China's Part of Global Effort to 'See' into the Universe
Hundreds and eventually thousands of mid to high frequency 15m dishes will be located in South Africa and Africa. (PHOTO: SKA Obervatory)
By TANG Zhexiao
In 2016, the Five-hundred-meter Aperture Spherical radio Telescope (FAST), often referred to as "a cauldron in the mountain," was the world's largest single-aperture radio telescope, built by the National Astronomical Observatories of the Chinese Academy of Sciences (NAOC).
Five years later, China officially became a member of the Square Kilometer Array (SKA) Observatory on June 26, 2021, according to the Convention Establishment the Square Kilometer Array Observatory. The Board of Governors of the SKA recently held its third meeting and approved the start of SKA construction in Australia and South Africa on July 1.
The World's Biggest Eye
The SKA project is an international effort to build the world's next largest radio telescope, with eventually more than a square kilometer of collecting area and a lifespan of 50 years.
Unlike previous telescopes, the information-era-born SKA is the world's largest synthetic aperture array radio telescope that uses thousands of dishes and around a million low-frequency antennas. It will enable astronomers to monitor the sky in unprecedented detail and survey the sky much faster than any system currently in existence.
SKA scientists have focused on various key science goals for the telescope.
From examining Einstein's theory of relativity to looking into how the very first stars and galaxies formed after the big bang, the SKA will truly be at the forefront of scientific research if it can break new ground in astronomical observations.
Headquartered in the UK, with one site each in Australia and South Africa, the SKA Observation has seven official members: Australia, China, Italy, the Netherlands, Portugal, South Africa and the United Kingdom. An additional nine countries participate in the SKAO work as observers.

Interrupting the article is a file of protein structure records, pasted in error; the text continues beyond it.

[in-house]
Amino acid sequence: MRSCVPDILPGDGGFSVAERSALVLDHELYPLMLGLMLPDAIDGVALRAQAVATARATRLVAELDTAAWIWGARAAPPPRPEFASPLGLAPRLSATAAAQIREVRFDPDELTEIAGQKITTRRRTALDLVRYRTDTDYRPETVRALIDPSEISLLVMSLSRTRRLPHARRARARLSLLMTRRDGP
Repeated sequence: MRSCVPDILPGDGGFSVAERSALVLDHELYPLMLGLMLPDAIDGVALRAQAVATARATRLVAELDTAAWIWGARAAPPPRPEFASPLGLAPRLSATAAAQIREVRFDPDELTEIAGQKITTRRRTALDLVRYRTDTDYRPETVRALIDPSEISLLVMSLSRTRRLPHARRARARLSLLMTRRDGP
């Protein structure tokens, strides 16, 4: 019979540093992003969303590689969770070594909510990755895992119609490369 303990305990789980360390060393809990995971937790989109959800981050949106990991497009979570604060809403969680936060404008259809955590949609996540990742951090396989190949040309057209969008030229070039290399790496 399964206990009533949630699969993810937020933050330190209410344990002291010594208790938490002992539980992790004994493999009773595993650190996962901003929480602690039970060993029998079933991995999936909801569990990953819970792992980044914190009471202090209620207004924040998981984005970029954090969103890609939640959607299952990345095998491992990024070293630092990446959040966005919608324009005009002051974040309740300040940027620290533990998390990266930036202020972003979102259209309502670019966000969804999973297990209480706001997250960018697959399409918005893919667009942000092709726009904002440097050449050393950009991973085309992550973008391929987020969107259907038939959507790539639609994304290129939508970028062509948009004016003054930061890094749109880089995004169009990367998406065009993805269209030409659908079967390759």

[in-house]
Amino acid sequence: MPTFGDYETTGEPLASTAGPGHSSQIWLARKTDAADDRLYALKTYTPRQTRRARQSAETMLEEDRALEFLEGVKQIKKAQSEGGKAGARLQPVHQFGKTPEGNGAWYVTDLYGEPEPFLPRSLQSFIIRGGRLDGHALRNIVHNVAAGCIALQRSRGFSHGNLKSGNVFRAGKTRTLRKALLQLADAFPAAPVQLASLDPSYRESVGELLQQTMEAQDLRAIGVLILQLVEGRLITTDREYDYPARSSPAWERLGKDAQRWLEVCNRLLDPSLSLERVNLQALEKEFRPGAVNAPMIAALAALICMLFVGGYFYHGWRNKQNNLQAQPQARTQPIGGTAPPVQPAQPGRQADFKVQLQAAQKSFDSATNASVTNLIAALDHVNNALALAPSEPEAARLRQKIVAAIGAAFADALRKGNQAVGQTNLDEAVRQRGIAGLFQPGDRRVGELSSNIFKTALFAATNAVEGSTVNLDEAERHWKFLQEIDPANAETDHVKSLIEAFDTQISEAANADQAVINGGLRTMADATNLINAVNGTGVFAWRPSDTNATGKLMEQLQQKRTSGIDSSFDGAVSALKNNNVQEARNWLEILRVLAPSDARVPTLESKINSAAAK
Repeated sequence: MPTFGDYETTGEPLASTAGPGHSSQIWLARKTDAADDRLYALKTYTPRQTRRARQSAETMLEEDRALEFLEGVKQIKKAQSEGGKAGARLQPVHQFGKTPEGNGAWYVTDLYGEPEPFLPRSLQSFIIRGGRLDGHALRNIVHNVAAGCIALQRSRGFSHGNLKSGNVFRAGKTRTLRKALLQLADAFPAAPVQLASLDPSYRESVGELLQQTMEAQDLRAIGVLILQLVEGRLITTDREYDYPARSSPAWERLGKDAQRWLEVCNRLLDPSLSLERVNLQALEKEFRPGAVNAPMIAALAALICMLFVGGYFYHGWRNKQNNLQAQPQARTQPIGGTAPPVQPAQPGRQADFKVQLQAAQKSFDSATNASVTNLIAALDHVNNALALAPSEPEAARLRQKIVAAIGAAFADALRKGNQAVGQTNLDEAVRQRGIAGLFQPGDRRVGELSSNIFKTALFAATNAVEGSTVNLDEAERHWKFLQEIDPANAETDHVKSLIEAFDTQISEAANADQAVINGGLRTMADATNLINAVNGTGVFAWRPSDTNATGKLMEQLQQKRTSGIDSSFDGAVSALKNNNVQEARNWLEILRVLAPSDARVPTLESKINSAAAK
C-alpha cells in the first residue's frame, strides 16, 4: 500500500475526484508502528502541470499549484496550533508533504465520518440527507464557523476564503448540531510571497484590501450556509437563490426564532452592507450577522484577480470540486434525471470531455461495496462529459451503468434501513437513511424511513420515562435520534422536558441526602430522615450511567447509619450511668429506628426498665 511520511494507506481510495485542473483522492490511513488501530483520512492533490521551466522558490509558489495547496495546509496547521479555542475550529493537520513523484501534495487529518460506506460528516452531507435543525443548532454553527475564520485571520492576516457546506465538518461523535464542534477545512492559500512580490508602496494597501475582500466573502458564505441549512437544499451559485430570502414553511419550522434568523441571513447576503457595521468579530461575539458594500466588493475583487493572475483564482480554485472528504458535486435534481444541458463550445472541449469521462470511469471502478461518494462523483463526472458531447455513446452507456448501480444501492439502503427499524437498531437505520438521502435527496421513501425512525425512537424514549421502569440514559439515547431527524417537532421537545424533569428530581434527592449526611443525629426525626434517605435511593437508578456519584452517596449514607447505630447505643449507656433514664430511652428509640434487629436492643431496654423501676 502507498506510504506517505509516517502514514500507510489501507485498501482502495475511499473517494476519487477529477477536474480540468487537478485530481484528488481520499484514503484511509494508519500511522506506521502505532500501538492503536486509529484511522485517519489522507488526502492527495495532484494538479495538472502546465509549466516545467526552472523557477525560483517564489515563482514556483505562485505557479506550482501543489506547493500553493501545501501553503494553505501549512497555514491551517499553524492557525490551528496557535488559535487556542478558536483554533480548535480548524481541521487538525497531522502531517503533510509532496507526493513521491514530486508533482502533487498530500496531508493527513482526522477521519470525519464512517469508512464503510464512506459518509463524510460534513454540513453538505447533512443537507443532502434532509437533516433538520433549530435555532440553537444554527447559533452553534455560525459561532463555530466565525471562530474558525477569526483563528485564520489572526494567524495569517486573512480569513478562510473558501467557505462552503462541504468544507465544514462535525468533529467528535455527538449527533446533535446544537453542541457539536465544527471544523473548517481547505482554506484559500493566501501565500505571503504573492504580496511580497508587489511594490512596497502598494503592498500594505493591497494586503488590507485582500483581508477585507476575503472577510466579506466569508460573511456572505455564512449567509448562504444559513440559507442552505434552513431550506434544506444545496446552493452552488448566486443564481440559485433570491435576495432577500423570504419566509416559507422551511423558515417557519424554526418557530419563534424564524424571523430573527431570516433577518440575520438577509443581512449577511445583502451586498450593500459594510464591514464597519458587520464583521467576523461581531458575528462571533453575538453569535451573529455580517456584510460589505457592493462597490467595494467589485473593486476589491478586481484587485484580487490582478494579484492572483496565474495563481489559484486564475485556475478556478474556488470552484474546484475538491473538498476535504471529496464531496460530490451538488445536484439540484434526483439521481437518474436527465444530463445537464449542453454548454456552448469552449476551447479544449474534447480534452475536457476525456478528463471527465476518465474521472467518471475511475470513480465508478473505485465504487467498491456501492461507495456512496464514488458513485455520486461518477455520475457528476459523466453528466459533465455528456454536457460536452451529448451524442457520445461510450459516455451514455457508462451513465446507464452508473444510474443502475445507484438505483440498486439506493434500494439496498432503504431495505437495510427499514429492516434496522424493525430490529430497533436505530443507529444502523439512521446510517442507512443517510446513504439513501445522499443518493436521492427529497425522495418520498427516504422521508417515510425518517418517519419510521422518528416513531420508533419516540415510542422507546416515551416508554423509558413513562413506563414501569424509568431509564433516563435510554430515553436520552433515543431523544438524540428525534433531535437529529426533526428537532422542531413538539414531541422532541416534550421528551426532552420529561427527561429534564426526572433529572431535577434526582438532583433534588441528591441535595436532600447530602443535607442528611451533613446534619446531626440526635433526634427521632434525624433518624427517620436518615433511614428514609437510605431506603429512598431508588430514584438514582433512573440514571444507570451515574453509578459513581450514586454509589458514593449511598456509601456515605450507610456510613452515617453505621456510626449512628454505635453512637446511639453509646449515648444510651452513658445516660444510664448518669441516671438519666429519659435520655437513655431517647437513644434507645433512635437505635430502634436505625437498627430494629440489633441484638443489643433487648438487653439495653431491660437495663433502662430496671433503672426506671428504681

China: from FAST to SKA
With the opening of FAST to the world in April this year, the international status of China's radio astronomy is rising rapidly.
The SKA, as a major international cooperation project led by the Ministry of Science and Technology (MOST), offers the best opportunity for Chinese radio astronomy and scientific research teams to go global.
As a founding member of the SKA, China is involved in the research and development of six of the 11 international design consortia, including Dish (DSH), Low-Frequency Aperture Array (LFAA), Mid-Frequency Aperture Array (MFAA), Signal and Data Transport (SaDT), Science Data Processor (SDP) and Wideband Single Pixel Feeds (WBSPF).
"FAST is the fruit of fully independent research and development, whereas the SKA shows China's deep involvement in international cooperation. Both projects fully demonstrate China's scientific research capabilities," said Wu Xiangping, China's chief SKA scientist.
Ye Dongbai, Director General of the Department of International Cooperation of MOST, also mentioned that attaching equal importance to self-dependent research, and development and international cooperation, is a conscious path for independent innovation with Chinese characteristics.